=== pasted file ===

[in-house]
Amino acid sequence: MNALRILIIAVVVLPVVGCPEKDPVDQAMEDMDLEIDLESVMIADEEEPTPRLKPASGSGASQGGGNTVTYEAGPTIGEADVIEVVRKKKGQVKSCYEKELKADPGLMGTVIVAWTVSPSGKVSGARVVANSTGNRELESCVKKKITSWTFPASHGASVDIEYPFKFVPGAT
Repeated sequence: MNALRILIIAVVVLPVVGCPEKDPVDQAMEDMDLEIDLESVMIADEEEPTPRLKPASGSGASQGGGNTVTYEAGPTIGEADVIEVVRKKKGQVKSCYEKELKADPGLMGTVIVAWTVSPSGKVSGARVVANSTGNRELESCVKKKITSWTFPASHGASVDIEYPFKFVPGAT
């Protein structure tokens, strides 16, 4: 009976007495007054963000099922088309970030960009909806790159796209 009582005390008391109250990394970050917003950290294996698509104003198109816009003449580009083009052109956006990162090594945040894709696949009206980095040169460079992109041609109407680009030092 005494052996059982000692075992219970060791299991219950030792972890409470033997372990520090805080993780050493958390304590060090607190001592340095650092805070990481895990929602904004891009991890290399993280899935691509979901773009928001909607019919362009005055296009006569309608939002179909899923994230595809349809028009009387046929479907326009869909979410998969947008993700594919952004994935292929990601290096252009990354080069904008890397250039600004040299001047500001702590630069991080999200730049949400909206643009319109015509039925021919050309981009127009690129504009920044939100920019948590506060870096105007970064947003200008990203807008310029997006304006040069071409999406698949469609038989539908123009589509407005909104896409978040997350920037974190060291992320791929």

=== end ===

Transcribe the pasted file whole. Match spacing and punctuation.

[in-house]
Amino acid sequence: MNALRILIIAVVVLPVVGCPEKDPVDQAMEDMDLEIDLESVMIADEEEPTPRLKPASGSGASQGGGNTVTYEAGPTIGEADVIEVVRKKKGQVKSCYEKELKADPGLMGTVIVAWTVSPSGKVSGARVVANSTGNRELESCVKKKITSWTFPASHGASVDIEYPFKFVPGAT
Repeated sequence: MNALRILIIAVVVLPVVGCPEKDPVDQAMEDMDLEIDLESVMIADEEEPTPRLKPASGSGASQGGGNTVTYEAGPTIGEADVIEVVRKKKGQVKSCYEKELKADPGLMGTVIVAWTVSPSGKVSGARVVANSTGNRELESCVKKKITSWTFPASHGASVDIEYPFKFVPGAT
């Protein structure tokens, strides 16, 4: 009976007495007054963000099922088309970030960009909806790159796209 009582005390008391109250990394970050917003950290294996698509104003198109816009003449580009083009052109956006990162090594945040894709696949009206980095040169460079992109041609109407680009030092 005494052996059982000692075992219970060791299991219950030792972890409470033997372990520090805080993780050493958390304590060090607190001592340095650092805070990481895990929602904004891009991890290399993280899935691509979901773009928001909607019919362009005055296009006569309608939002179909899923994230595809349809028009009387046929479907326009869909979410998969947008993700594919952004994935292929990601290096252009990354080069904008890397250039600004040299001047500001702590630069991080999200730049949400909206643009319109015509039925021919050309981009127009690129504009920044939100920019948590506060870096105007970064947003200008990203807008310029997006304006040069071409999406698949469609038989539908123009589509407005909104896409978040997350920037974190060291992320791929």